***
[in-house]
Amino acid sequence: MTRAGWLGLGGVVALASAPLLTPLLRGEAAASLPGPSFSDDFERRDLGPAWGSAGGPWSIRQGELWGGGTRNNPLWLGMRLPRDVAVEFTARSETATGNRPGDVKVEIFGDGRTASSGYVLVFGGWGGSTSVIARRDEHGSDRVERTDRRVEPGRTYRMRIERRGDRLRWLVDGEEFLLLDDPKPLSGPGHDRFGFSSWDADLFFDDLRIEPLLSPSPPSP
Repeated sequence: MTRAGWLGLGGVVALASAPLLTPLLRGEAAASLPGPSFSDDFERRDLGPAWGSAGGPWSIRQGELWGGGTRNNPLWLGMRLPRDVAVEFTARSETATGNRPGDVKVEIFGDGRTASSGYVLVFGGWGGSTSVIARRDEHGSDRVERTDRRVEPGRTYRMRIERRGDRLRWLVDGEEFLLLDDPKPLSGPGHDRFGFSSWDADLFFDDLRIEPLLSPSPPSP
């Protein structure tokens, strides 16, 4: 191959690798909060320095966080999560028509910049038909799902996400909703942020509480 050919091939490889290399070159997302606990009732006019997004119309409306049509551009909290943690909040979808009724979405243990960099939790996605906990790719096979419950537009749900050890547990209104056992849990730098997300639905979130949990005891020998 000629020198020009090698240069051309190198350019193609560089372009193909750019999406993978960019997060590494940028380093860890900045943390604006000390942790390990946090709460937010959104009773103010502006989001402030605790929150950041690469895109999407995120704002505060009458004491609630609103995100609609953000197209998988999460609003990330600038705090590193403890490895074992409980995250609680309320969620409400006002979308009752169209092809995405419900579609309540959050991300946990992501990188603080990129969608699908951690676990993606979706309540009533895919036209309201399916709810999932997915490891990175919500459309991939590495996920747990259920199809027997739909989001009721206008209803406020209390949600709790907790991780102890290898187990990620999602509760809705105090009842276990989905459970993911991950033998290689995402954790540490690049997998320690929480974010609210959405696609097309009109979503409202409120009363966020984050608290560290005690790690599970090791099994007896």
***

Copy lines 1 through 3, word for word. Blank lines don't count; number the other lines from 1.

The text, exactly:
[in-house]
Amino acid sequence: MTRAGWLGLGGVVALASAPLLTPLLRGEAAASLPGPSFSDDFERRDLGPAWGSAGGPWSIRQGELWGGGTRNNPLWLGMRLPRDVAVEFTARSETATGNRPGDVKVEIFGDGRTASSGYVLVFGGWGGSTSVIARRDEHGSDRVERTDRRVEPGRTYRMRIERRGDRLRWLVDGEEFLLLDDPKPLSGPGHDRFGFSSWDADLFFDDLRIEPLLSPSPPSP
Repeated sequence: MTRAGWLGLGGVVALASAPLLTPLLRGEAAASLPGPSFSDDFERRDLGPAWGSAGGPWSIRQGELWGGGTRNNPLWLGMRLPRDVAVEFTARSETATGNRPGDVKVEIFGDGRTASSGYVLVFGGWGGSTSVIARRDEHGSDRVERTDRRVEPGRTYRMRIERRGDRLRWLVDGEEFLLLDDPKPLSGPGHDRFGFSSWDADLFFDDLRIEPLLSPSPPSP